Conclusions: The broad spectrum and high level of activity in combination with excellent crop tolerance allow the use of sedaxane as a seed treatment in a wide variety of crops. It is a potential tool for precautionary resistance management when combined with other fungicides, especially against pathogens showing a potential for resistance development, such as M. nivalis.
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http://dx.doi.org/10.1002/ps.3405DOI Listing
April 2013

Mutagenesis and functional studies with succinate dehydrogenase inhibitors in the wheat pathogen Mycosphaerella graminicola.

PLoS One 2012 19;7(4):e35429. Epub 2012 Apr 19.

Syngenta Crop Protection Münchwilen AG, Stein, Switzerland.

A range of novel carboxamide fungicides, inhibitors of the succinate dehydrogenase enzyme (SDH, EC 1.3.5.1) is currently being introduced to the crop protection market. The aim of this study was to explore the impact of structurally distinct carboxamides on target site resistance development and to assess possible impact on fitness. We used a UV mutagenesis approach in Mycosphaerella graminicola, a key pathogen of wheat to compare the nature, frequencies and impact of target mutations towards five subclasses of carboxamides. From this screen we identified 27 amino acid substitutions occurring at 18 different positions on the 3 subunits constituting the ubiquinone binding (Qp) site of the enzyme. The nature of substitutions and cross resistance profiles indicated significant differences in the binding interaction to the enzyme across the different inhibitors. Pharmacophore elucidation followed by docking studies in a tridimensional SDH model allowed us to propose rational hypotheses explaining some of the differential behaviors for the first time. Interestingly all the characterized substitutions had a negative impact on enzyme efficiency, however very low levels of enzyme activity appeared to be sufficient for cell survival. In order to explore the impact of mutations on pathogen fitness in vivo and in planta, homologous recombinants were generated for a selection of mutation types. In vivo, in contrast to previous studies performed in yeast and other organisms, SDH mutations did not result in a major increase of reactive oxygen species levels and did not display any significant fitness penalty. However, a number of Qp site mutations affecting enzyme efficiency were shown to have a biological impact in planta.Using the combined approaches described here, we have significantly improved our understanding of possible resistance mechanisms to carboxamides and performed preliminary fitness penalty assessment in an economically important plant pathogen years ahead of possible resistance development in the field.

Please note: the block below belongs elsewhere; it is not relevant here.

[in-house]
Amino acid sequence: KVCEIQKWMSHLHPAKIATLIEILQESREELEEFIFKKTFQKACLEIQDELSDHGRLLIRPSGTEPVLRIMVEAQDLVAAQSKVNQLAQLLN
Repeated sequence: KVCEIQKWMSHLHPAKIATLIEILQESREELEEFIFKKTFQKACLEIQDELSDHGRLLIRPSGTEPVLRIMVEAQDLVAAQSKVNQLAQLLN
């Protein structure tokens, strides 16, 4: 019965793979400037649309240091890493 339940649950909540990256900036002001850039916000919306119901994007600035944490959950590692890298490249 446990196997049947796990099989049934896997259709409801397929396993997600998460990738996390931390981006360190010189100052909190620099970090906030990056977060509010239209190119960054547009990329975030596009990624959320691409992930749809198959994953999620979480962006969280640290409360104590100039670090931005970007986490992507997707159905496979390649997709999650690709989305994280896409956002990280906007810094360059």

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http://journals.plos.org/plosone/article?id=10.1371/journal.pone.0035429PLOS
http://www.ncbi.nlm.nih.gov/pmc/articles/PMC3334918PMC
August 2012

New capabilities for Mycosphaerella graminicola research.